When people think about data breaches and cybersecurity threats, they often think about the upper echelon of organizations. They think back to the Target data breach from 2013, which cost the international company $18.5 million, or imagine skilled hackers trying their best to get into the infrastructure of the Pentagon or major government organizations.
While these large-scale attacks do happen, it’s much more common for hackers and cybercriminals to target small and medium sized enterprises (SMEs)—even though they seem like less lucrative targets. So why is it that SMEs are such vulnerable targets in the realm of cybersecurity?
The Big Picture
Ultimately, SMEs are targeted for two reasons. First, they’re relatively easy targets, since they don’t have the same defenses that major organizations and companies have. Second, they’re potentially valuable targets, since they have access to more data and resources than an individual.
Let’s take a look at these dimensions in more detail.
SMEs Are Easy to Hack
SMEs are “easy” targets, which makes them extremely attractive to cybercriminals. Contrary to the public image, most hackers aren’t skilled technical masterminds; instead, they’re opportunists, trying to get access to whatever they can for the least possible effort.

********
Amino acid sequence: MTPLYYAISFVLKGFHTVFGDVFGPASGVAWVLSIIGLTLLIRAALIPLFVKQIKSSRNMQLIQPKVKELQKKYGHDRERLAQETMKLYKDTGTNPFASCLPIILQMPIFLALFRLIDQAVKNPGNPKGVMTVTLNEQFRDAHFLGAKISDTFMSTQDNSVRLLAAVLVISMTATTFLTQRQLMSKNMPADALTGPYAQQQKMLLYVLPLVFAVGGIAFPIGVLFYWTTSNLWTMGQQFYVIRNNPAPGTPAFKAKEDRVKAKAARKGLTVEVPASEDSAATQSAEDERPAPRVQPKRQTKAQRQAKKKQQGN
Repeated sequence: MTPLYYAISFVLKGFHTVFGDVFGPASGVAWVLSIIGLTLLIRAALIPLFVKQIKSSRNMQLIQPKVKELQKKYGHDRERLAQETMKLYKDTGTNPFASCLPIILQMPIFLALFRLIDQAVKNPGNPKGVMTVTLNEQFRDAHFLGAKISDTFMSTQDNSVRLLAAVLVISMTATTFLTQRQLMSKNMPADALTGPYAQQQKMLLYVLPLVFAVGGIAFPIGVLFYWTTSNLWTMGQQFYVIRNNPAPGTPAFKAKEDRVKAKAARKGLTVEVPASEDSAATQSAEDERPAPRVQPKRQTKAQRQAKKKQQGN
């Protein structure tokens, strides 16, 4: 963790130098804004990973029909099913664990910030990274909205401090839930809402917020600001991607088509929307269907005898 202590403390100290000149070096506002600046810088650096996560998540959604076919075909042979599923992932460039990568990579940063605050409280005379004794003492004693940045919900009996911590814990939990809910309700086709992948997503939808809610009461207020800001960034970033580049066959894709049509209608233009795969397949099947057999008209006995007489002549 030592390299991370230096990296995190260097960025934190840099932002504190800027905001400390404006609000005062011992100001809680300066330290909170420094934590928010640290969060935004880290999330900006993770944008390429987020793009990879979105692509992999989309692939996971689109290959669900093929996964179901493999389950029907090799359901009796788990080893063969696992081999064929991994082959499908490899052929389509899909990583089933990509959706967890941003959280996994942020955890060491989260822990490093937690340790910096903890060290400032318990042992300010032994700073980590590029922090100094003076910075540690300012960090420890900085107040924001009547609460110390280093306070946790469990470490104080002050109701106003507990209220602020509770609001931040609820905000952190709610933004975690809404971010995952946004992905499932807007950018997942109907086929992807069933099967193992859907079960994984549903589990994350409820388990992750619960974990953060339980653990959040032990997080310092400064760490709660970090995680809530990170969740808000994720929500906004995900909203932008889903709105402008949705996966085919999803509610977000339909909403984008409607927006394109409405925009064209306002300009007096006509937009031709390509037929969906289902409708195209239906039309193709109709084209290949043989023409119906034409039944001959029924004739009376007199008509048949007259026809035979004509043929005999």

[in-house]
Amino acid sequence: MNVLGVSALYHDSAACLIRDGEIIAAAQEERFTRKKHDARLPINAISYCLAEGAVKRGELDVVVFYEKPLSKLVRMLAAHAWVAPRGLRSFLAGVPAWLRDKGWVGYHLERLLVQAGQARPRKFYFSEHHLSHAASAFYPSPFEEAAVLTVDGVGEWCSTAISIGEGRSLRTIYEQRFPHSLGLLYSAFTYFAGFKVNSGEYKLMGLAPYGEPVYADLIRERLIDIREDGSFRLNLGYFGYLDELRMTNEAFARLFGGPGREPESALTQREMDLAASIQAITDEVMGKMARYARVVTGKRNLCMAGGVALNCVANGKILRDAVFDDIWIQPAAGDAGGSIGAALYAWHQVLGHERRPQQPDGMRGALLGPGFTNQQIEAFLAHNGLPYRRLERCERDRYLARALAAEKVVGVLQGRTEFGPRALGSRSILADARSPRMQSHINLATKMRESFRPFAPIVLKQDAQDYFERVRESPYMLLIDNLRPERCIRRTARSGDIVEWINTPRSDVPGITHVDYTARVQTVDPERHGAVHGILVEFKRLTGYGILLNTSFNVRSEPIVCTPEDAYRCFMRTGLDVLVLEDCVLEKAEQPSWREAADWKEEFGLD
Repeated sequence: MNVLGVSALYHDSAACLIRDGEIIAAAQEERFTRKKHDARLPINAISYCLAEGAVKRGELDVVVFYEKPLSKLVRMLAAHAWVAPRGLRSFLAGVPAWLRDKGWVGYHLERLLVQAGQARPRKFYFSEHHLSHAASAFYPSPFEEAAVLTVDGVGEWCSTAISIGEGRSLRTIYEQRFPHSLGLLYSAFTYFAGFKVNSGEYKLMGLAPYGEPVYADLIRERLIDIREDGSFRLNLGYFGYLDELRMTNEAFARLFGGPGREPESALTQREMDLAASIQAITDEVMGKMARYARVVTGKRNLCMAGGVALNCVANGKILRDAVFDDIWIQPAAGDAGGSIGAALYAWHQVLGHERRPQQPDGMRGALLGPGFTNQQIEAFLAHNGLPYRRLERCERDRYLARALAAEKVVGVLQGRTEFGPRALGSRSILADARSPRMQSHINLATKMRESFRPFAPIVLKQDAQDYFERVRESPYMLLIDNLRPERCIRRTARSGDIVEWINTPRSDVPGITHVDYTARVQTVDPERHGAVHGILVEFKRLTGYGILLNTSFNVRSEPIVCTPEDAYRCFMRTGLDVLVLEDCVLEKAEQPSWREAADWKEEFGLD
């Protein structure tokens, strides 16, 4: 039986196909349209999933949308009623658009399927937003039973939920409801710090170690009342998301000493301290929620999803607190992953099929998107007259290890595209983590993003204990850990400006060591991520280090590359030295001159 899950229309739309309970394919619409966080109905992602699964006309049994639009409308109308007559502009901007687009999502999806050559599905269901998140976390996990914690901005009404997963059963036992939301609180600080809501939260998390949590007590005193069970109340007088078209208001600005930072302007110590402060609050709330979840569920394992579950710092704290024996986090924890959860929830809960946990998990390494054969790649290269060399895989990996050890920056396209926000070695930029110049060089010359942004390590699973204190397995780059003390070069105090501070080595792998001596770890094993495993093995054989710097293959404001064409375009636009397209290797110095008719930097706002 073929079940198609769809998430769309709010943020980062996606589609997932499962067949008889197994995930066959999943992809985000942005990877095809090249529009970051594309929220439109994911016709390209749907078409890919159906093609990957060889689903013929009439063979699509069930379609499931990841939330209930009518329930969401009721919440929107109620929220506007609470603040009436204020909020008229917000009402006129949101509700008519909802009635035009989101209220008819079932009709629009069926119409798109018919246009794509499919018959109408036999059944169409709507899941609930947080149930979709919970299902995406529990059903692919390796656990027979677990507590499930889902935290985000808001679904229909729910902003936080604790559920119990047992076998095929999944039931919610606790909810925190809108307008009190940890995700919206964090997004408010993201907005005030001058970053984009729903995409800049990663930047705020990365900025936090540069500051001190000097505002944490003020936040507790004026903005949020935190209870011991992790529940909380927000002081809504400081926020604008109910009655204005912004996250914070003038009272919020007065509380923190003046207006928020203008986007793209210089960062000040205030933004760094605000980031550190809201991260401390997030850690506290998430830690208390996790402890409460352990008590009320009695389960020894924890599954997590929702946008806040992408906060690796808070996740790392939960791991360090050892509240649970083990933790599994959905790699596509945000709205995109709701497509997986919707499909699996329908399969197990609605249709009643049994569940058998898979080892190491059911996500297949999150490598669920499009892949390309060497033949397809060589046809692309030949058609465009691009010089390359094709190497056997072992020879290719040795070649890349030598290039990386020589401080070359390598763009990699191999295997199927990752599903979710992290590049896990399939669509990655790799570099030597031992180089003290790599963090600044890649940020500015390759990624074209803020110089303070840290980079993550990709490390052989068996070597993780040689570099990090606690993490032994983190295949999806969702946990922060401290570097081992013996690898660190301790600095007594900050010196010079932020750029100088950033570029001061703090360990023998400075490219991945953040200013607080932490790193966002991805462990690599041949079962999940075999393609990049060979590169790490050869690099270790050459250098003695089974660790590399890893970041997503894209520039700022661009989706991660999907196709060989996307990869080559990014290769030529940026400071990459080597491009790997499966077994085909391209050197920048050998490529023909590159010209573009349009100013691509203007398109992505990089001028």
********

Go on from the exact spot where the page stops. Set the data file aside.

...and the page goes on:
This makes a lot of sense from a practical perspective. For starters, not everyone is willing to invest years of training and effort to gain the skills necessary to execute hacking—it’s much easier if you can get by on the skills you already have. Additionally, it makes sense that a criminal would want to get as much money or data as possible for the least amount of effort; this is what makes for a profitable operation.
In other words, hackers look for an easy job and SMEs make their job easy. These are just some of the ways they do it:
- Lack of IT support. First, SMEs rarely enlist the help of an IT support company like PalmTech.net. A good IT support company can consult with a business and help to provide them everything they need for a comprehensive cybersecurity strategy, including both tech assets and employee training. Unfortunately, many SMEs don’t make the investment in this area, so they don’t even know what defenses they’re missing. These unknown unknowns have the power to completely compromise the SME’s security.
- Lack of firewalls, VPNs, etc. There are many products and services that can help to guard a small business against external threats, including active firewalls, virtual private networks (VPNs) and more. Each product or service has its strengths and weaknesses, but provides some level of protection against at least some types of threats—and the bare minimum is often enough to ward off would-be hackers. Even securing your Wi-Fi network with a complex password can be enough to deter threats.
- Old and obsolete tech. Some SMEs continue to use old or obsolete technologies, which make them vulnerable to attack. For example, in an effort to save money, the business may have bought a number of devices made a decade ago, not realizing that there’s a common exploit for this hardware that any thief can take advantage of. These businesses may also fail to update their software regularly, leaving it prone to attack.